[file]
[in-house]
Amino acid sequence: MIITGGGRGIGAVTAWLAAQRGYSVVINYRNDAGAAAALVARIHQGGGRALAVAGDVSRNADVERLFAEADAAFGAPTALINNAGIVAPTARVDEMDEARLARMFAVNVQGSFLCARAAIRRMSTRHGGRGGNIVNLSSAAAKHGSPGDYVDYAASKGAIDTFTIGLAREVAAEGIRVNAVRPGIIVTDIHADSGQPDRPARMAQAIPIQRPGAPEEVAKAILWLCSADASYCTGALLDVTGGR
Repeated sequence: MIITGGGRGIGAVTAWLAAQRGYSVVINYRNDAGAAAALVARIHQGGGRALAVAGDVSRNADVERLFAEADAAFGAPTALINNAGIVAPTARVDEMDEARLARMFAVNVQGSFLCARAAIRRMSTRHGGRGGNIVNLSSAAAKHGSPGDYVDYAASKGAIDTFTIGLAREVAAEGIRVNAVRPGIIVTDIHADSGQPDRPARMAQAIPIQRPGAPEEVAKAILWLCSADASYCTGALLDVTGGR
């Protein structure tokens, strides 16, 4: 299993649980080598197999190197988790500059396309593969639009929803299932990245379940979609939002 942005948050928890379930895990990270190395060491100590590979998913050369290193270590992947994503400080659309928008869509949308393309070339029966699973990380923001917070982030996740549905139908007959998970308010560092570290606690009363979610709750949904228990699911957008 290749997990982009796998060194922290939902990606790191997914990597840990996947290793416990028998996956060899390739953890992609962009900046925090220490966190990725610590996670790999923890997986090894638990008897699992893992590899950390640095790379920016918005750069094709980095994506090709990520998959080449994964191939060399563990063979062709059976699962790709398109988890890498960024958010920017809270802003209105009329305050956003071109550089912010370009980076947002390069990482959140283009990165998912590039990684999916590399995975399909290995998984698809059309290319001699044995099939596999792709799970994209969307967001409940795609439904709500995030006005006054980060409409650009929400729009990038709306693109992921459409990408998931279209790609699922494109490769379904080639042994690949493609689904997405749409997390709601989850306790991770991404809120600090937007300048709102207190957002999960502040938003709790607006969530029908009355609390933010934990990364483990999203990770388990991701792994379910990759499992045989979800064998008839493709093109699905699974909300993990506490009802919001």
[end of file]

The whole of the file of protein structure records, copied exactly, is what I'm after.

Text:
[in-house]
Amino acid sequence: MIITGGGRGIGAVTAWLAAQRGYSVVINYRNDAGAAAALVARIHQGGGRALAVAGDVSRNADVERLFAEADAAFGAPTALINNAGIVAPTARVDEMDEARLARMFAVNVQGSFLCARAAIRRMSTRHGGRGGNIVNLSSAAAKHGSPGDYVDYAASKGAIDTFTIGLAREVAAEGIRVNAVRPGIIVTDIHADSGQPDRPARMAQAIPIQRPGAPEEVAKAILWLCSADASYCTGALLDVTGGR
Repeated sequence: MIITGGGRGIGAVTAWLAAQRGYSVVINYRNDAGAAAALVARIHQGGGRALAVAGDVSRNADVERLFAEADAAFGAPTALINNAGIVAPTARVDEMDEARLARMFAVNVQGSFLCARAAIRRMSTRHGGRGGNIVNLSSAAAKHGSPGDYVDYAASKGAIDTFTIGLAREVAAEGIRVNAVRPGIIVTDIHADSGQPDRPARMAQAIPIQRPGAPEEVAKAILWLCSADASYCTGALLDVTGGR
């Protein structure tokens, strides 16, 4: 299993649980080598197999190197988790500059396309593969639009929803299932990245379940979609939002 942005948050928890379930895990990270190395060491100590590979998913050369290193270590992947994503400080659309928008869509949308393309070339029966699973990380923001917070982030996740549905139908007959998970308010560092570290606690009363979610709750949904228990699911957008 290749997990982009796998060194922290939902990606790191997914990597840990996947290793416990028998996956060899390739953890992609962009900046925090220490966190990725610590996670790999923890997986090894638990008897699992893992590899950390640095790379920016918005750069094709980095994506090709990520998959080449994964191939060399563990063979062709059976699962790709398109988890890498960024958010920017809270802003209105009329305050956003071109550089912010370009980076947002390069990482959140283009990165998912590039990684999916590399995975399909290995998984698809059309290319001699044995099939596999792709799970994209969307967001409940795609439904709500995030006005006054980060409409650009929400729009990038709306693109992921459409990408998931279209790609699922494109490769379904080639042994690949493609689904997405749409997390709601989850306790991770991404809120600090937007300048709102207190957002999960502040938003709790607006969530029908009355609390933010934990990364483990999203990770388990991701792994379910990759499992045989979800064998008839493709093109699905699974909300993990506490009802919001």